The Frick Collection’s current temporary exhibition “Masterpieces from the Scottish National Gallery” has been received favorably by critics, including the New York Times’ Karen Rosenberg, but the East 70th Street museum’s loudest reviews of late are of its proposed addition, not the shows in its galleries.
Following the June announcement of a planned expansion to the landmark museum that includes a new, six-story building, opposition from critics and community groups has swelled. New York Times’ architecture critic Michael Kimmelman denounced the plan in July, as have preservationist groups. Unite to Save the Frick, a coalition opposing the addition, has garnered more than 3,100 signatures to date to an online petition.
This cacophony of opposition hasn’t lessened the resolve of museum director Ian Wardropper, who told this publication in October that he expects approval from the New York City Landmarks Preservation Commission, a requirement for any exterior change to the landmark building in the Upper East Side’s historic district.
One of the chief concerns amongst the proposal’s detractors remains the loss of the museum’s viewing garden on East 70th Street, which would serve as the site of the new building. Unite to Save the Frick writes in its petition that “The Frick Collection’s Russell Page Viewing Garden is an important work of art—and an essential component of the museum’s cultural landscape—which must not be destroyed.”
Though architects with Davis Brody Bond, the firm behind the National September 11 Memorial Museum and the Frick Collection’s own portico gallery, are still revising the addition’s design, Wardropper believes the strength of the proposal will impress at the upcoming LPC hearing.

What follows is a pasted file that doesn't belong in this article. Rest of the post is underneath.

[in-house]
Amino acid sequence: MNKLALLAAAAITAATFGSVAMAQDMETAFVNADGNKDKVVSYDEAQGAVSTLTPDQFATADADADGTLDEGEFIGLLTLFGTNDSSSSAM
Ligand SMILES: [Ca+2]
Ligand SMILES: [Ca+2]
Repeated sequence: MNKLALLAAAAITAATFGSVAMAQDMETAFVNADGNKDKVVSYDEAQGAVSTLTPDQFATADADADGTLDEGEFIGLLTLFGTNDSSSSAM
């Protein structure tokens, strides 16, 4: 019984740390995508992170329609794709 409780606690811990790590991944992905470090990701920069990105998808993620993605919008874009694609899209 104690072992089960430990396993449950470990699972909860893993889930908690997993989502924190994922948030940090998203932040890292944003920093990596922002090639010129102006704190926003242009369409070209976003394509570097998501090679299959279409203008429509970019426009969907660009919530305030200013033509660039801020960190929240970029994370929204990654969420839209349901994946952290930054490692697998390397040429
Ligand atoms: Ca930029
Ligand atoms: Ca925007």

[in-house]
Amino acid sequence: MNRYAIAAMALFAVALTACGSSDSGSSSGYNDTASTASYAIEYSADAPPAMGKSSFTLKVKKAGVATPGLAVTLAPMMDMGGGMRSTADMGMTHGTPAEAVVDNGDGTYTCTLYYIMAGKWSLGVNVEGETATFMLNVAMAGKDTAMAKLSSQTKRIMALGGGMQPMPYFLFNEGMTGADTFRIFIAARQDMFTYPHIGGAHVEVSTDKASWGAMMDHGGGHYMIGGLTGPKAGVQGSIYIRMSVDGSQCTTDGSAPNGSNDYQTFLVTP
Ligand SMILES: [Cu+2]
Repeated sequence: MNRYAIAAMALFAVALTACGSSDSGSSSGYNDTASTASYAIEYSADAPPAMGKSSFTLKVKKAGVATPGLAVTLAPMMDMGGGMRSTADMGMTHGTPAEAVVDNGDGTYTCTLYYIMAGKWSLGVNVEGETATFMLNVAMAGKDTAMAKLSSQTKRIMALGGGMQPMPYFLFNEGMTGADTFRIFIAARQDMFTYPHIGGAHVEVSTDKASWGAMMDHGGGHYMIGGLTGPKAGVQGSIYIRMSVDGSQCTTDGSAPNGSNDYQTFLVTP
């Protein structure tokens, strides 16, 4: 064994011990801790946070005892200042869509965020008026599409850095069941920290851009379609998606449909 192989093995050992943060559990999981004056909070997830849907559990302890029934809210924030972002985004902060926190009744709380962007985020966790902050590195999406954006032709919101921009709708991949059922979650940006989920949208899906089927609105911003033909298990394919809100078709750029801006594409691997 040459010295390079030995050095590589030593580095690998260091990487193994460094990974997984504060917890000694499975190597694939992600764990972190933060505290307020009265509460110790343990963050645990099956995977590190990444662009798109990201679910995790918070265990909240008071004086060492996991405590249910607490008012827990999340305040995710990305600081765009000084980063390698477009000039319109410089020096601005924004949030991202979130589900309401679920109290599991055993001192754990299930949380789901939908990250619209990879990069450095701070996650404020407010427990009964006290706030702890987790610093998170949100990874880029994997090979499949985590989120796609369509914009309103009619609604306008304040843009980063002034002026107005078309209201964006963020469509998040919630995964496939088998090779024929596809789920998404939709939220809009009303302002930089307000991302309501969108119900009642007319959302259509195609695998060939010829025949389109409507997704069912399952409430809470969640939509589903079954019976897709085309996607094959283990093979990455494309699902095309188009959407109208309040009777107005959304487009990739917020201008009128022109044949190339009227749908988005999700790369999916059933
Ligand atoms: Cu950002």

“I’m fully confident that we will get it through—we’ve given a lot of time for this,” Wardropper told Our Town during an October interview. “[LPC] will fully scrutinize this plan, but we feel this is a very good, strong plan, and it’s something that Landmarks will appreciate.”
Wardropper is no stranger to institutional changes, having worked on renovation efforts at the Art Institute of Chicago and the Metropolitan Museum of Art, though he’s never been at the fore of an entire museum’s contested expansion.
Those opposed to the project may have to wait several months to learn if their efforts have been successful. Museum officials are planning for a nine month to one year approval process, beginning with a presentation to Community Board 8, which museum officials don’t expect until at least February, with a formal hearing with LPC coming later in the winter or early spring.
So far, the museum has not revealed a price tag for the addition, though Wardropper expects to announce the anticipated cost once LPC approves the project, and, if all goes as he hopes, construction will begin in 2017. Frick officials expect to remain open throughout the three-year project, with an opening date sometime in 2020.
That is, of course, if the city approves the plan in 2015.